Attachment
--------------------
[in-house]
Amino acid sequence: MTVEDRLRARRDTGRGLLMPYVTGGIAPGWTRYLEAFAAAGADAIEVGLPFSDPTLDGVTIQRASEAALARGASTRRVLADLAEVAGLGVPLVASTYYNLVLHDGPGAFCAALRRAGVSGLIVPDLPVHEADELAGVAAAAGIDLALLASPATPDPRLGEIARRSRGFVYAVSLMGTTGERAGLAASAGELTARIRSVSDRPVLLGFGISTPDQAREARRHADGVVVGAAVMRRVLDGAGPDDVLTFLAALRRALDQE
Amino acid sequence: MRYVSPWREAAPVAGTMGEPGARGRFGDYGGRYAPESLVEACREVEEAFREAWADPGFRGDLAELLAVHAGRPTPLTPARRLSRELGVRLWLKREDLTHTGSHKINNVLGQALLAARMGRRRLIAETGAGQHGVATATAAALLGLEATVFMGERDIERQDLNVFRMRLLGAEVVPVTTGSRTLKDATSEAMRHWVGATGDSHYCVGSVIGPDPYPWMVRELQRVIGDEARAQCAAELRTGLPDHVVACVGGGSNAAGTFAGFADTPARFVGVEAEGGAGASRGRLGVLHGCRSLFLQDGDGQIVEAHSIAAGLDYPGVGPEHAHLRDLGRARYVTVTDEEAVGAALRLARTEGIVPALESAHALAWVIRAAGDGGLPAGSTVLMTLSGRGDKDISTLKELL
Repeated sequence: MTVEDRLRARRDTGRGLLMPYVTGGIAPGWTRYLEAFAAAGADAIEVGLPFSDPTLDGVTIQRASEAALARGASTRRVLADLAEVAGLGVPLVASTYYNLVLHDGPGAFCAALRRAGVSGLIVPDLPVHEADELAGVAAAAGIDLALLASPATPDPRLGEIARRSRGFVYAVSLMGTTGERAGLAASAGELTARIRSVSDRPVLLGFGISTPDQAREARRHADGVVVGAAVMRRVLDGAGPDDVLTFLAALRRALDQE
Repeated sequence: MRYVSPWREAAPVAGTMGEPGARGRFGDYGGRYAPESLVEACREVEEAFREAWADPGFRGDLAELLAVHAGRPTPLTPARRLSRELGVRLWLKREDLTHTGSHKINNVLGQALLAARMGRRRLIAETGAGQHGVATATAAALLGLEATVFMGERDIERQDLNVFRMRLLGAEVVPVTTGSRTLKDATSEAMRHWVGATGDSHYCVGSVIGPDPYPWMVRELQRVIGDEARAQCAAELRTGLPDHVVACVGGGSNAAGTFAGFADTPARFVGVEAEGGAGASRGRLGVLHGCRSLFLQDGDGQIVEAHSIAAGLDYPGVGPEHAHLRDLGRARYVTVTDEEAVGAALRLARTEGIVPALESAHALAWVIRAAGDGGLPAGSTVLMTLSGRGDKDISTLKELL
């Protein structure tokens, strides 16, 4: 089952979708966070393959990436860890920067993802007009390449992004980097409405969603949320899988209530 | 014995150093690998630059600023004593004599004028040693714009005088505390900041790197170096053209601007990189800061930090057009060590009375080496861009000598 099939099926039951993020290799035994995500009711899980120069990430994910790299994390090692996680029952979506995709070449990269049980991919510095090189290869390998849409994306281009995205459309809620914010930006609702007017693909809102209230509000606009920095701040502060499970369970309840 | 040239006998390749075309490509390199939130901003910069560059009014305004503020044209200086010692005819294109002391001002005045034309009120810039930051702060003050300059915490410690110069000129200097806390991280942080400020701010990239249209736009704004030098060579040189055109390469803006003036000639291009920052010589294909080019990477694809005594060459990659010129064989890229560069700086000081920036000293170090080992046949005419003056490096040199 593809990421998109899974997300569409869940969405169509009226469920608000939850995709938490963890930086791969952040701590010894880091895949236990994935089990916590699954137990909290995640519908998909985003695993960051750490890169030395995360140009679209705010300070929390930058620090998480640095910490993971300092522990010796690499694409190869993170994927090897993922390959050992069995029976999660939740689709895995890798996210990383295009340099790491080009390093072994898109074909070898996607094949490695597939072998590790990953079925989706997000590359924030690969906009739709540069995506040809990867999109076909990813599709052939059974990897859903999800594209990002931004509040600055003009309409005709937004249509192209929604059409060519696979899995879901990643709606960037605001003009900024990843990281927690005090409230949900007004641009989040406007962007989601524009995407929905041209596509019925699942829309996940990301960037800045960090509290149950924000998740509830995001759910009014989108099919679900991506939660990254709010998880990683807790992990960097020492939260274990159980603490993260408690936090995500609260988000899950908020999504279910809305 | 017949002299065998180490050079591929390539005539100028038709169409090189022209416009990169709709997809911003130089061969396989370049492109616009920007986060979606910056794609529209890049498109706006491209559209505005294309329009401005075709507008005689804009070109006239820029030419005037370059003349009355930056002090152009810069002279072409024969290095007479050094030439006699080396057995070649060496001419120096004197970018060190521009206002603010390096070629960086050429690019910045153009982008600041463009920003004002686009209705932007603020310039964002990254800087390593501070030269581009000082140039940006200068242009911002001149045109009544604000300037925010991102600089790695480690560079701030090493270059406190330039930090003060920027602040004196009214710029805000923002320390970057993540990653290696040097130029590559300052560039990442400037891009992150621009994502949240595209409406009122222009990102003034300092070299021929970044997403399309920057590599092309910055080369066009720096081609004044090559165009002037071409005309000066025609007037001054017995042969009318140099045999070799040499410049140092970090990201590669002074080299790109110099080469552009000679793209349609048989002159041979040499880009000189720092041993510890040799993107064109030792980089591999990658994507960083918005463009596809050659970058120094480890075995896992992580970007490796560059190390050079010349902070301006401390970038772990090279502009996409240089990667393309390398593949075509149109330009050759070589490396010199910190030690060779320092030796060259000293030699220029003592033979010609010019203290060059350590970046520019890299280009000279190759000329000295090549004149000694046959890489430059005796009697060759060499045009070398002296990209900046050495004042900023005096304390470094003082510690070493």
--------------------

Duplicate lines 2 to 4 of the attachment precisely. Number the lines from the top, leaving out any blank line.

Amino acid sequence: MTVEDRLRARRDTGRGLLMPYVTGGIAPGWTRYLEAFAAAGADAIEVGLPFSDPTLDGVTIQRASEAALARGASTRRVLADLAEVAGLGVPLVASTYYNLVLHDGPGAFCAALRRAGVSGLIVPDLPVHEADELAGVAAAAGIDLALLASPATPDPRLGEIARRSRGFVYAVSLMGTTGERAGLAASAGELTARIRSVSDRPVLLGFGISTPDQAREARRHADGVVVGAAVMRRVLDGAGPDDVLTFLAALRRALDQE
Amino acid sequence: MRYVSPWREAAPVAGTMGEPGARGRFGDYGGRYAPESLVEACREVEEAFREAWADPGFRGDLAELLAVHAGRPTPLTPARRLSRELGVRLWLKREDLTHTGSHKINNVLGQALLAARMGRRRLIAETGAGQHGVATATAAALLGLEATVFMGERDIERQDLNVFRMRLLGAEVVPVTTGSRTLKDATSEAMRHWVGATGDSHYCVGSVIGPDPYPWMVRELQRVIGDEARAQCAAELRTGLPDHVVACVGGGSNAAGTFAGFADTPARFVGVEAEGGAGASRGRLGVLHGCRSLFLQDGDGQIVEAHSIAAGLDYPGVGPEHAHLRDLGRARYVTVTDEEAVGAALRLARTEGIVPALESAHALAWVIRAAGDGGLPAGSTVLMTLSGRGDKDISTLKELL
Repeated sequence: MTVEDRLRARRDTGRGLLMPYVTGGIAPGWTRYLEAFAAAGADAIEVGLPFSDPTLDGVTIQRASEAALARGASTRRVLADLAEVAGLGVPLVASTYYNLVLHDGPGAFCAALRRAGVSGLIVPDLPVHEADELAGVAAAAGIDLALLASPATPDPRLGEIARRSRGFVYAVSLMGTTGERAGLAASAGELTARIRSVSDRPVLLGFGISTPDQAREARRHADGVVVGAAVMRRVLDGAGPDDVLTFLAALRRALDQE